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Sino Junior Reporter Programme 2015 Champion

Melissa Khoo Hwee Lin from 2T32 is the Champion for the writing competition that was part of the Sino Junior Reporter Programme 2015. This programme was organised by the Sino Group and the Hong Kong newspaper, The South China Morning Post, and was supported by the National Youth Council of Singapore. Melissa submitted a photograph of the neighbourhood she lived in, that is, Joo Chiat, and wrote a story with a Heritage theme that was interesting enough to get her selected for  training workshops and a site tour with the management of The Fullerton Heritage. Melissa gained skills in the conduct of research and field interviews and the shaping of raw data into informative news stories. Above all, she gained many insights from the discussions on how conservation of heritage helps the community to build a sense of identity.

Her final submission of an article on the topic of ‘Heritage’ won the top prize, comprising $500 and a trip for two to Hong Kong.

Remembering our Past, Building our Future

A winning entry by Miss Melissa Khoo who won the grand prize of the Sino Junior Reporter Programme jointly organised by The Fullerton Heritage and the South China Morning Post, with the support of National Youth Council.

The past and the future are bound by iron links, providing us with roots and heritage to help us remain grounded, writes Melissa Khoo.


WINDOWS TO THE PAST - AND THE FUTURE: Installed in 2010, Singaporean sculptor Sun Yu-li's 'Windows of Hope' is a poignant reminder of our forefathers' heroic efforts in building our country, as well as their hope for a better tomorrow. 

For most Singaporean youth today, history and heritage are merely the stuff of Social Studies textbooks. They are dilapidated buildings, dust and decay, and the faded beauty of glory days long past. Yet one key aspect of Singapore's history has endured the test of time to stand proudly amongst the shiny new buildings of the Central Business District, and that is the Fullerton Heritage Precinct.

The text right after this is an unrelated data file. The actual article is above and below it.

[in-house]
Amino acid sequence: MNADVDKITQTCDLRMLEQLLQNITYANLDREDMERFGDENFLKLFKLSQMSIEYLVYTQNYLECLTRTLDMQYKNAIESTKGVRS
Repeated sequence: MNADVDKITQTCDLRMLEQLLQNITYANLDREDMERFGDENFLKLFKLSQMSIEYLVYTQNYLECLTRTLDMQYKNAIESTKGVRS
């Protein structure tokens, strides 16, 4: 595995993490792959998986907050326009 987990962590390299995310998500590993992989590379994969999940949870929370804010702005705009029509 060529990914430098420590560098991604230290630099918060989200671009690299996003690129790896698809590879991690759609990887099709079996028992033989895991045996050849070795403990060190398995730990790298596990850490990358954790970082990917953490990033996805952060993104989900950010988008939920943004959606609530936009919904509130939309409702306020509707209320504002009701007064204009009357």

Comprising world-class luxury hotels, exciting commercial centres, and fine dining by the bay, the 1.4 million square foot complex, a testament to Singapore's constant quest for socio-economic progress, fondly pays homage to its roots and heritage. 

While it may be difficult to reconcile today’s gleaming facades and stately buildings with the heady redolence of fish and spices of old times and the noisy bustle of people speaking a dozen different dialects, the area is undeniably the birthplace of modern Singapore, and each of the seven unique buildings that make up the Precinct has its own story to tell.

The Fullerton Hotel, named after the first Governor of the Straits Settlements, was once the site of a fort. On that site, later the Fullerton Building was built, housing the general post office and important government offices. Finally, the building became the Fullerton Hotel. During its Post Office days, it boasted a 300 foot long postal counter, the longest in the world.

The Fullerton Waterboat House, where Singapore's 100th Starbucks outlet can now be found, used to supply fresh water to ships. The Customs Police once occupied the Customs House, where they would rigorously inspect vessels for contraband goods. Today, the House contains widely-renowned signature restaurants. Clifford Pier, formerly Ang Teng Ma Toi (Red Lantern Pier), was once the first port of call for immigrants, later becoming a small ferry terminal. It continues to retain its timeless charm, with the eponymous restaurant The Clifford Pier serving authentic hawker fare. 

In addition to these heritage buildings are three newer buildings. The Fullerton Bay Hotel, opened in 2010, offers breathtaking views of the waterfront, while One Fullerton and the Fullerton Pavilion are two must-visit locations if you love good food and good entertainment.

So why is learning all this history so important? Ms Florence Minjoot, a Resident Guide of The Fullerton Heritage, says it best. "Seeing the waterfront develop into what it is today is indeed an eye-opener," she says, recalling her days spent in the area as a Convent girl. "Without remembering the past, how do you appreciate the present?" Indeed, knowing our country's heritage is vital if we are to truly be grateful for what we have. 

The past and the future are never mutually exclusive, but bound by iron links - memories, hope, love, and yes, even entire precincts. A series of low buildings amongst towering skyscrapers, the Fullerton Heritage Precinct is an unmistakable part of the Singapore skyline today. As the country continues to aim ever higher, may we always remain grounded as well, giving thanks to and remembering our roots in these beautifully preserved, living, breathing buildings.